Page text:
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Share the Love this Month: Work with Other Small Business Owners
  • 03 May 2018
  • Rebecca Delaney

Share the Love this Month: Work with Other Small Business Owners

As we celebrate small businesses all month long with our Small Biz Salute, we encourage you to share the small business love with your fellow business owners. When you work together with other small businesses, you can, in turn, help your own business. How?

You’ll build a valuable community and network.

Take the story from a small business owner who recently passed the first-year mark for her home-based graphic design business. She says during this first year, all her work came from friends who also run their own small business—including a woman who has a handmade baby gift shop on Etsy and another woman who sells frozen muffin batter. Now she says she returns the favor by using these businesses and other small businesses in the community, whenever she can.


Starting your own small business can really open your eyes to how many small businesses there are in the local community. Small businesses often try to support those businesses because you know firsthand how difficult and scary it can be going out on your own.

Not only can this group of fellow business owners refer your services to friends and clients, but they can be a sounding board and a valuable resource for questions that arise when running your own business such as whether or not to expand, the best way to start hiring, or ideas on how to better market your services.

Word of mouth still works. As friends of your clients see your work, they may very well reach out to hire you for additional projects. By supporting other small businesses, you create connections, a valuable network that can refer you to more work and a community that you can trust.

Small businesses have first-hand experience with small business issues.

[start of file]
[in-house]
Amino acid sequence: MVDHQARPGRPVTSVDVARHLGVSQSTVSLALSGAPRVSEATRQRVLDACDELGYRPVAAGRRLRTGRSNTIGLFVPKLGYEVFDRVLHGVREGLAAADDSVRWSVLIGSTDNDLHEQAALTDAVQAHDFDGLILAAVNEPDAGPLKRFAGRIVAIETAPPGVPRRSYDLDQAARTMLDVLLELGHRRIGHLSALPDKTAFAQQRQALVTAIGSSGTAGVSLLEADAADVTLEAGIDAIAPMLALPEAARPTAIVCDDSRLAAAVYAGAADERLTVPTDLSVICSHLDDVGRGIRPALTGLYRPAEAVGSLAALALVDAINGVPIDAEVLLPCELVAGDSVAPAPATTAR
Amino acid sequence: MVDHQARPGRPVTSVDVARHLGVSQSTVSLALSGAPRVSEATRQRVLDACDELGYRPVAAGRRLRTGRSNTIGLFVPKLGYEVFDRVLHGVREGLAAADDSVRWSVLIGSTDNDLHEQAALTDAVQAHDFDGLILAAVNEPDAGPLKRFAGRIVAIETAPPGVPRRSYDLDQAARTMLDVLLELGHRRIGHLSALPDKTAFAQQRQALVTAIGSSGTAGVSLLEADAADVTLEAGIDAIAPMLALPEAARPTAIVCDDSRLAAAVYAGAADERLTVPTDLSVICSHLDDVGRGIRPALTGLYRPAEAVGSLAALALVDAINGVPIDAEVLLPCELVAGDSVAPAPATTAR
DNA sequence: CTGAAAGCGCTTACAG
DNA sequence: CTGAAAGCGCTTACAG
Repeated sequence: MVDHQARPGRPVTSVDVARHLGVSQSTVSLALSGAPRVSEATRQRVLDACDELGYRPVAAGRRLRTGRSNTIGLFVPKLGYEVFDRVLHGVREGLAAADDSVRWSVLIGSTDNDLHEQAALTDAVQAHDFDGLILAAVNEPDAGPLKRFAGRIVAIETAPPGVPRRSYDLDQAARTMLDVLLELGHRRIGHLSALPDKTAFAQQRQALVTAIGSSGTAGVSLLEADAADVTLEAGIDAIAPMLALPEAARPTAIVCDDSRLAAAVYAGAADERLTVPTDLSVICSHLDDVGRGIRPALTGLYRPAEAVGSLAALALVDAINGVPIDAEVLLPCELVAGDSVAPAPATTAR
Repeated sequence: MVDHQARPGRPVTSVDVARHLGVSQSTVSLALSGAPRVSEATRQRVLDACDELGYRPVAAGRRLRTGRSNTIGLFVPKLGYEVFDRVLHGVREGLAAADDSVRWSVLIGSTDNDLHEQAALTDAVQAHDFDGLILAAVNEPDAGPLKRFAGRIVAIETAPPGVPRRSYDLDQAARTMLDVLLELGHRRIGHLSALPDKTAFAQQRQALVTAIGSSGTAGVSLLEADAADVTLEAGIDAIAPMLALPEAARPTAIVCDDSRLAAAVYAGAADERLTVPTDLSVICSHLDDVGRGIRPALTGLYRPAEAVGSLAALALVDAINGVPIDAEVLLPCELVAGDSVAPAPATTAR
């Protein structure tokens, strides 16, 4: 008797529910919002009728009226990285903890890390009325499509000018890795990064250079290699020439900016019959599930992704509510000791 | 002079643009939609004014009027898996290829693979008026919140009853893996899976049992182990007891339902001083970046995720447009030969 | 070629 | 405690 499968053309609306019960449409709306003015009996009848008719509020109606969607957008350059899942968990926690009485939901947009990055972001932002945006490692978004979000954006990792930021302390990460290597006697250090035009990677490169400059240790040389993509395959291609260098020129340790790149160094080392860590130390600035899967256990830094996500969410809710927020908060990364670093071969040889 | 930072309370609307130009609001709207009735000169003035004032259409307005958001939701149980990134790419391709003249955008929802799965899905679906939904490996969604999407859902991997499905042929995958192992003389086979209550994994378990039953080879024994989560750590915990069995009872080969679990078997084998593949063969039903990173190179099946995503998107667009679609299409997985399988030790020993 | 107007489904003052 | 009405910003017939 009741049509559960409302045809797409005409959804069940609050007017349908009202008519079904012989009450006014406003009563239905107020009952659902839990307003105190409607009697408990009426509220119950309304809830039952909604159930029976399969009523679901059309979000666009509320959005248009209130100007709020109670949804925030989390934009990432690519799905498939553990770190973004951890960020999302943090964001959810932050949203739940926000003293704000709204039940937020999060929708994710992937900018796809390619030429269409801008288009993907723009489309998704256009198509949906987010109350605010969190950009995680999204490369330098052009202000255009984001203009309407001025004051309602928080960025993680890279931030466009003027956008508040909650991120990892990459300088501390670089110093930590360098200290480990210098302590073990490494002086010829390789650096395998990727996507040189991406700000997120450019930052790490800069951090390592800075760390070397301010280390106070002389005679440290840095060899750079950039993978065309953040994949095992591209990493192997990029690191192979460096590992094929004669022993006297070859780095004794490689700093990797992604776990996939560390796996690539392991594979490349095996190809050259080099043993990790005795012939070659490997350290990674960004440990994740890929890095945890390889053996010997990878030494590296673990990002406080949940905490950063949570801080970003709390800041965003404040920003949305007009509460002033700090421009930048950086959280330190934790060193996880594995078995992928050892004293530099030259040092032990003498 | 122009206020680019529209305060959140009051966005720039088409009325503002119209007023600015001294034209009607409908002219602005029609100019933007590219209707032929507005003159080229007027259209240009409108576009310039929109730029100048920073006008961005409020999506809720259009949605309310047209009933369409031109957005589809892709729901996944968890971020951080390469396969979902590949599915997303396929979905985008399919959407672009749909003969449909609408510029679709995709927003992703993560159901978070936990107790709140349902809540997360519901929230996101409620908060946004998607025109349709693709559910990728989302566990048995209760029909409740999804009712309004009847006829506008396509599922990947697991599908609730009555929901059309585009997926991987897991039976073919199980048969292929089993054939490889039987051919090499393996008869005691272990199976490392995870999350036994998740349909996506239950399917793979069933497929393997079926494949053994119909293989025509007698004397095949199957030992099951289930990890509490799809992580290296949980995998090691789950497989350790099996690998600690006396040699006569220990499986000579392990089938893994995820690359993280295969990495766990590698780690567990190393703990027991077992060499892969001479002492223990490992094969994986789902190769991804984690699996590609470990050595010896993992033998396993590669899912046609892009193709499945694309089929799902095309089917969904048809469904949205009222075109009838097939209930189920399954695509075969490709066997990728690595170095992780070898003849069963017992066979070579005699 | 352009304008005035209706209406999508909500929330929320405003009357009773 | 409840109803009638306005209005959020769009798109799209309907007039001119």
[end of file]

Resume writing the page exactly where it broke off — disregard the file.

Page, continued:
Turning to a large corporation for help with taxes, legal counsel, or other issues that may arise with a small business is certainly an option. But a fellow small business owner may understand your pain points more than an associate at a big firm, simply because he or she is experiencing or has experienced the same problems. Other small business owners can also better understand financial and time constraints that you may face as an SBO better than someone large company.

You’ll receive more personalized service and offerings

Think about what inspired you to go out on your own when you opened your business. Did you have a creative idea that only you could execute or did you want to have more one-on-one interactions with your customers? Other small business owners feel the same way and want to provide you with more than a cookie-cutter solution or product that you could get through a big business.


Also, since your business is as individual as you are, you most likely need the personalized service that only a small business can provide. Tap into what made you take the leap into small business ownership and support a peer’s creativity and personal service by using their services or buying their products whenever possible. As mentioned above, you will help create a network of creative and hardworking professionals that you can rely on throughout the ups and downs of small business ownership.

Call it karma, but when you use the services of a fellow small business owner, you help to create a small business-friendly environment in your community that can help all entrepreneurs and small business owners. Build and expand your network. Lean on one another. Learn from each other. Support your local community. By spending money with these small businesses, you contribute to a vibrant and thriving economy in your community, which can really help your business in the long run.

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